He stood there frozen, in the small-darkened observation room, peering through the one-way glass into the interview room. His eyes were riveted to the victim where she sat alone, waiting, under the fluorescent lighting. Her petite body barely filled the chair she sat in. Shivering in an upright fetal position, legs drawn up onto the chair, arms wrapped tightly around her knees, she tried to control the shivers that racked her 105-pound frame.
Glancing at his wristwatch, he realized the woman before him had lived through the worst five hours of her life, and he was about to add to that. It was his job as lead Detective in the investigation for the Upland PD, to interview this woman. To gather painful and embarrassing details necessary to aid him in solving the crime. He was aware that the interview and questioning process would add to her distress, and that bothered him.
As he turned away from the victim, it occurred to him that he’d failed to acknowledge the psychiatrist upon entering the room. She stood there, case file clutched to her chest, looking at the victim through frameless bifocals that magnified her solemn hazel eyes.
Clearing his throat, to get her attention, he said, “Hi I’m Detective Dustin Reynolds.” In greeting, he extended his hand.
“Hello Detective, Dr. Ashton. Nice to make your acquaintance.” she replied while barely shaking his hand.
“Have you been on this case long?”
“I was brought in a few minutes after she arrived at the hospital before she was examined. So if that counts as long by your standards, Detective, then the answer is yes.”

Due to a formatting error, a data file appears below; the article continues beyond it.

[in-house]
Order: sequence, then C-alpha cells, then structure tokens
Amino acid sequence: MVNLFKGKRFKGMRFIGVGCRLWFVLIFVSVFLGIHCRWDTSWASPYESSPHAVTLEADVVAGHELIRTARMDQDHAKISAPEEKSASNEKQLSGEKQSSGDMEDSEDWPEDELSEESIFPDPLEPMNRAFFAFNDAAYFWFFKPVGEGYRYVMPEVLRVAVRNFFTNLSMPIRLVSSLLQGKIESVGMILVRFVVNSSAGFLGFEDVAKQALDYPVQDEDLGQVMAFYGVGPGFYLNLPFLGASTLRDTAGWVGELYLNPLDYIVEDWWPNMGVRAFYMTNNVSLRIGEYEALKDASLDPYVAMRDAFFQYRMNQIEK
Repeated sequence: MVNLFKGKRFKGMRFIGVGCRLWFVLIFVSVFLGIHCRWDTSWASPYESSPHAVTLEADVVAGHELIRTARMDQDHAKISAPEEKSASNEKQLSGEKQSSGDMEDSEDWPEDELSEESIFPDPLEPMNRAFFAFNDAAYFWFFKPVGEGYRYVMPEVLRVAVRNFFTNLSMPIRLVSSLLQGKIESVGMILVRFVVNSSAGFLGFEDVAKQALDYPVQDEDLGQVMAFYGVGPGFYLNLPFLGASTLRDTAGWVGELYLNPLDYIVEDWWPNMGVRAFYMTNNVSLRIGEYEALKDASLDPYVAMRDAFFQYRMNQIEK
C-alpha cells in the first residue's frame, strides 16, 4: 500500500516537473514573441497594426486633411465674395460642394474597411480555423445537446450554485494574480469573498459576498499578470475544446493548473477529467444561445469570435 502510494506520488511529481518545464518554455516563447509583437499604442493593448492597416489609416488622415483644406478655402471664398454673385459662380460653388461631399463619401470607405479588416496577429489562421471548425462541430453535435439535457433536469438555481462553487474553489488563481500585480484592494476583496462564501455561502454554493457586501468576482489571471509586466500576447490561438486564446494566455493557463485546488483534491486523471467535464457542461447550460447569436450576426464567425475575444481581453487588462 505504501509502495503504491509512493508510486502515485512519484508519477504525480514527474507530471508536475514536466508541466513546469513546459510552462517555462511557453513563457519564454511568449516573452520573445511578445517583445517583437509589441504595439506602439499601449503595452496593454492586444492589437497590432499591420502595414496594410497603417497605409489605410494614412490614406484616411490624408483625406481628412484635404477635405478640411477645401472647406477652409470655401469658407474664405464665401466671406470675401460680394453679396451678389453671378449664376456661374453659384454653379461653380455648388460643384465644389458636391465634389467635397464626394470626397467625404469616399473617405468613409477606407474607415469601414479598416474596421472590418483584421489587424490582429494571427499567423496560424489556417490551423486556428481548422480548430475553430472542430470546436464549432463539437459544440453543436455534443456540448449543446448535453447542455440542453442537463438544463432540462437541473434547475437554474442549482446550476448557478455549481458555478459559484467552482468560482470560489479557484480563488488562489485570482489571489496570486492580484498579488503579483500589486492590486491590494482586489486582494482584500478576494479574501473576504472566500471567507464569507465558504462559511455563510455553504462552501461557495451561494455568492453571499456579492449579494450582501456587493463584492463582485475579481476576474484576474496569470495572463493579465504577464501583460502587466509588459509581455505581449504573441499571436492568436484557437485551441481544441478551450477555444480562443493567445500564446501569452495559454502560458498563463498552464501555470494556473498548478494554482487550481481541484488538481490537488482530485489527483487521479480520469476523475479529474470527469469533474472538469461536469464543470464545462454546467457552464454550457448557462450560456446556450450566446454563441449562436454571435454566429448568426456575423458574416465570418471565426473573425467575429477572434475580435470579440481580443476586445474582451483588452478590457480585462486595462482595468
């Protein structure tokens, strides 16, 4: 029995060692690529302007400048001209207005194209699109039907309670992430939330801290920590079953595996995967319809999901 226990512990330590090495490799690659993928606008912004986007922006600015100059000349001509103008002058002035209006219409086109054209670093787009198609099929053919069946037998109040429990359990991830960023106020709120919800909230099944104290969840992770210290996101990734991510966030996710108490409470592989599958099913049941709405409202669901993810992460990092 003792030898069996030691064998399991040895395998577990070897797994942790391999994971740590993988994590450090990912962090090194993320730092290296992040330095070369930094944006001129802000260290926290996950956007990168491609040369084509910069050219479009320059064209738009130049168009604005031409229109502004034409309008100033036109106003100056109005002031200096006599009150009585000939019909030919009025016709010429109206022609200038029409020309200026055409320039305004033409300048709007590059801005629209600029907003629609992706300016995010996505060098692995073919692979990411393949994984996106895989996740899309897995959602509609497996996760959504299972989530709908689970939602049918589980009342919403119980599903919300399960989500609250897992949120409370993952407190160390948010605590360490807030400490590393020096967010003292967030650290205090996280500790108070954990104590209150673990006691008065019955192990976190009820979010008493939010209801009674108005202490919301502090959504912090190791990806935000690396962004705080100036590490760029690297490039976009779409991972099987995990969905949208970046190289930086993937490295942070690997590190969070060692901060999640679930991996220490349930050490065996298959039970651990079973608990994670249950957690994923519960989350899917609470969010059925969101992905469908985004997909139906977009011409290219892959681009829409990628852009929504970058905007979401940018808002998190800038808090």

The doctor’s rudeness and sarcasm were no surprise. Most of the psychiatrists he’d worked with viewed the police force as a bunch of insensitive bastards, emotionally disconnected, who had little to no regard for their victims’ mental well-being, and only cared about one thing; solving the case. This he was familiar with and understood. It wasn’t the first, nor would it be the last time someone stereotyped him. Long ago, he decided not to hold people accountable for their stupidity upon first encounters. So he let it go.
“How is she? What did the attending physician doctor have to say about her coming down to the station tonight to give her statement?”
Dr. Ashton glanced at him then to the victim and back again before grumbling, “Physically she has suffered some lacerations and bruises, and she may be impregnated, but it’s too soon to know. Her physician recommended that she rest tonight and give her statement tomorrow from the comfort of her home.”
“I see. How do you think she is doing? Can she handle this right now?”
She just stared at him, with narrowed eyes, searching for something. The silence stretched between them, but he held her steady stare. As seconds ticked away, his wolf instincts pushed toward the surface, wanting out.
An unspoken dominance challenge agitated his wolf. It was eager for battle to eliminate the perceived threat; energy flowed up his spine raising the hairs on the nape of his neck. He soothed it back under the surface with a cleansing breath. Inhaled through the nose, expanding the abdomen, exhale through slightly pursed lips, forcing all air from the lungs. Controlling it was natural as breathing, a strength that enabled him to perform his duties as a Detective without risk of exposure. She looked away first, backed down, and the wolf was triumphant.